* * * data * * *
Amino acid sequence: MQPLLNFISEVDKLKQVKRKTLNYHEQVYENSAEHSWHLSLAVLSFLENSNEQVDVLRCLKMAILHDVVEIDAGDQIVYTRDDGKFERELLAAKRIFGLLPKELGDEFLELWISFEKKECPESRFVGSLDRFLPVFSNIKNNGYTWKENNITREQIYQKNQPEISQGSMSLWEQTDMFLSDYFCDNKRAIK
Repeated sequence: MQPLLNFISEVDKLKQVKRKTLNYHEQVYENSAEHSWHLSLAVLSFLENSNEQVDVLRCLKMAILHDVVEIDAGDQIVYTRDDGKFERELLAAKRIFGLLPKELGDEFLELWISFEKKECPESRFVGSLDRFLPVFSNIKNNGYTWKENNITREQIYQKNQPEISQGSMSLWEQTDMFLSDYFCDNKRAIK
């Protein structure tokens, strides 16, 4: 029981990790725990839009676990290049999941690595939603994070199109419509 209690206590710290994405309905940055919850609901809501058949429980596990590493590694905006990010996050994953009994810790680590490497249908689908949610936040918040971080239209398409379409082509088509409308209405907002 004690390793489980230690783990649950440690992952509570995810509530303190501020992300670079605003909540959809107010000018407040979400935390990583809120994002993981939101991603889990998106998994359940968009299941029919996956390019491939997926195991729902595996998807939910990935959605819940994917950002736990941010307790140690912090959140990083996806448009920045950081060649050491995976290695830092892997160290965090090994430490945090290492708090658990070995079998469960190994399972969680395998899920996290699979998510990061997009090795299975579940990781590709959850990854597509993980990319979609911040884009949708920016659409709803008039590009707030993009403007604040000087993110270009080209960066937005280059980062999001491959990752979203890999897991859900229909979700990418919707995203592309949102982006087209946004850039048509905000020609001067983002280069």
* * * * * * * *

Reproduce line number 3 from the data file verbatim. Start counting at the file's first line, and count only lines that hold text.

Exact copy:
């Protein structure tokens, strides 16, 4: 029981990790725990839009676990290049999941690595939603994070199109419509 209690206590710290994405309905940055919850609901809501058949429980596990590493590694905006990010996050994953009994810790680590490497249908689908949610936040918040971080239209398409379409082509088509409308209405907002 004690390793489980230690783990649950440690992952509570995810509530303190501020992300670079605003909540959809107010000018407040979400935390990583809120994002993981939101991603889990998106998994359940968009299941029919996956390019491939997926195991729902595996998807939910990935959605819940994917950002736990941010307790140690912090959140990083996806448009920045950081060649050491995976290695830092892997160290965090090994430490945090290492708090658990070995079998469960190994399972969680395998899920996290699979998510990061997009090795299975579940990781590709959850990854597509993980990319979609911040884009949708920016659409709803008039590009707030993009403007604040000087993110270009080209960066937005280059980062999001491959990752979203890999897991859900229909979700990418919707995203592309949102982006087209946004850039048509905000020609001067983002280069």